SEEING GREEN: fiber, forests, futures
Reaping returns,Brazil’s forests lure investment
Seeing green: Fiber, forests, futures
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Freight containers — stacked seven high and four deep — stood idly at South America’s busiest seaport, Brazil’s on-ramp to the global market.

Santos, the seaport through which most of Brazil’s $3.5 billion in pulp and paper exports travel, bustles with cargo ships, trucks and trains that feed the developing country’s commerce.

If Brazil is to increase its standard of living and shed its Third World label, the port needs to become even busier. Like many developing countries, Brazil carries a tremendous foreign debt — $211 billion. To pay it down, Brazil needs exports.

Currently, only 10 percent of Brazil’s gross domestic product is exported. One major contributor to that 10 percent is pulp.

Of the 10.4 million tons produced in Brazil, more than half are exported.

“It’s growing now and is going to continue to grow,” said Ludwig Moldan, an executive with Bracelpa, Brazil’s pulp and paper industry. In the early 1990s, exports totaled only $1 billion. The $3.5 billion it recorded in exports last year helped give Brazil a $2.5 billion trade surplus.

That, in turn, is drawing more investment.

Financial institutions such as the European Investment Bank and the World Bank have given thumbs-up to foreign investment in Brazil’s pulp and paper industry. Foreign money is key, since Brazil’s money lenders impose an 18 percent interest rate.

Just last year, the European Investment Bank made $110 million in loans for the new Veracel pulp mill, signaling a green light for other financiers. International Paper sunk $1 billion into developing a new pulp mill at Tres Lagoas. The $250 million IP made by selling its Maine forests two years ago was part of its restructuring plan to focus on making uncoated paper.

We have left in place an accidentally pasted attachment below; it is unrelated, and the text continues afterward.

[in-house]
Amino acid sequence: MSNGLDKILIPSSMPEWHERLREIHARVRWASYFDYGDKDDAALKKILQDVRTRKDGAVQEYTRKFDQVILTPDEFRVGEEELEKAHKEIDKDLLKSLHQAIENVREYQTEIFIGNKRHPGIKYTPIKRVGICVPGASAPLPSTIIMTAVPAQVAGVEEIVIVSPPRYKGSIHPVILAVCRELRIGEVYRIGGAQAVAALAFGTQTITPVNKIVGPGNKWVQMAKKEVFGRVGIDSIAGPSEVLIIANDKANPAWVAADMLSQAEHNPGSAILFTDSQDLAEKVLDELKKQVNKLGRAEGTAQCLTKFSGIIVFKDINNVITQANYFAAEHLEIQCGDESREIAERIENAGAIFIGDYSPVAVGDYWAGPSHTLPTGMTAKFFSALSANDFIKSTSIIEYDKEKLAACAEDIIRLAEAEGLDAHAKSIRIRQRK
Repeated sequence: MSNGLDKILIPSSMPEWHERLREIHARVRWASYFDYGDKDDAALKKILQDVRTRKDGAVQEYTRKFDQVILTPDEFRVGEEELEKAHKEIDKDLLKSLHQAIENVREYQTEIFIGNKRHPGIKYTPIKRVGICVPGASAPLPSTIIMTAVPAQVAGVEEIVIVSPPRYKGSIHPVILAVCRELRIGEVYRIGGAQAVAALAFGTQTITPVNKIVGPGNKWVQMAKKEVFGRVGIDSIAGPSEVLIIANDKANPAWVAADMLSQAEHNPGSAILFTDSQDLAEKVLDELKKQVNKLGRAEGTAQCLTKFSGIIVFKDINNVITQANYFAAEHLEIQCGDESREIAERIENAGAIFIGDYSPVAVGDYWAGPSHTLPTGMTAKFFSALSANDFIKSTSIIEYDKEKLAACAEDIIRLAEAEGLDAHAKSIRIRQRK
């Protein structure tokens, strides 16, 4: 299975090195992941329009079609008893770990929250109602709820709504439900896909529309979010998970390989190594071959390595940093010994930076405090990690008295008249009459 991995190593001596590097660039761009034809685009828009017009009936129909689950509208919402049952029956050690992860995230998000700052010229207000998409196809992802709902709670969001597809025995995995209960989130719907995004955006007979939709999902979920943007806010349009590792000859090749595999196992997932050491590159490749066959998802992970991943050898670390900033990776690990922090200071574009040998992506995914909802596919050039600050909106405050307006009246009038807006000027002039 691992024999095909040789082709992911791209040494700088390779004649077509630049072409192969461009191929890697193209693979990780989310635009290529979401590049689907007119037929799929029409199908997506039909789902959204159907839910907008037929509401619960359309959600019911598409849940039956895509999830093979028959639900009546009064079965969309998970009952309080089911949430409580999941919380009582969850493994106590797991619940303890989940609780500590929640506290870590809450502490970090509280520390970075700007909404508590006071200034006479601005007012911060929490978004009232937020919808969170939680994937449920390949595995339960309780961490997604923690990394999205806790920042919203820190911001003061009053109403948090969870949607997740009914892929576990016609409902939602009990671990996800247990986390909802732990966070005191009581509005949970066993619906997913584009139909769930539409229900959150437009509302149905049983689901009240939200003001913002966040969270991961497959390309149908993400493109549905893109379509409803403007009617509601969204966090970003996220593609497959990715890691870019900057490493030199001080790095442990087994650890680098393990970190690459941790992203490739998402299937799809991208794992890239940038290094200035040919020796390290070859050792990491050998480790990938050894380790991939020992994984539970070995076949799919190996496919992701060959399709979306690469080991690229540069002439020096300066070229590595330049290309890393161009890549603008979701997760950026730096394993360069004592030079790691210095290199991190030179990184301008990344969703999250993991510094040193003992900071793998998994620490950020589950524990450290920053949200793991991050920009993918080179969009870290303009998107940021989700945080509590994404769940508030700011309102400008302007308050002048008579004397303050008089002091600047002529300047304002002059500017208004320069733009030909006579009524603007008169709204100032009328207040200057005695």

Overall, private industry in Brazil has invested $12 billion in pulp and paper since 1993. At a conference two years ago, it pledged to invest $14 billion over the next decade.

Much of that goes toward R&D in collaboration with several university and private research groups that produce new technology.

But there are significant impediments. Brazilian bureaucracy is infamous. In a World Bank ranking of best places for doing business, Brazil scored the worst in Latin America and 121st out of 175 countries compared overall. It got lousy grades in dealing with licenses, registering property, enforcing contracts and taxes.

A full 35 percent of the costs associated with pulp and paper production are taxes — many of which are described as unnecessary and unfair. For instance, Brazil mills typically are surrounded by hundreds of acres of plantation trees, making transportation from forest to mill quite short. But the government imposes a transfer tax based on market price, rather than actual cost.

At the IP mill in Mogi Guaçu, the actual cost of transferring wood is $15 to $16 per cubic meter; but it pays taxes on $23 to $25 per cubic meter. Taxes could be the industry’s Achilles’ heel.

“I think our next competitor may be Uruguay,” said Moldan, noting its neighbor to the south also has soil and climate receptive to eucalyptus. Two big pulp mills are under construction there and should begin producing next year. The major reason for the Uruguay sites?

“They’ve established a completely tax-free zone.”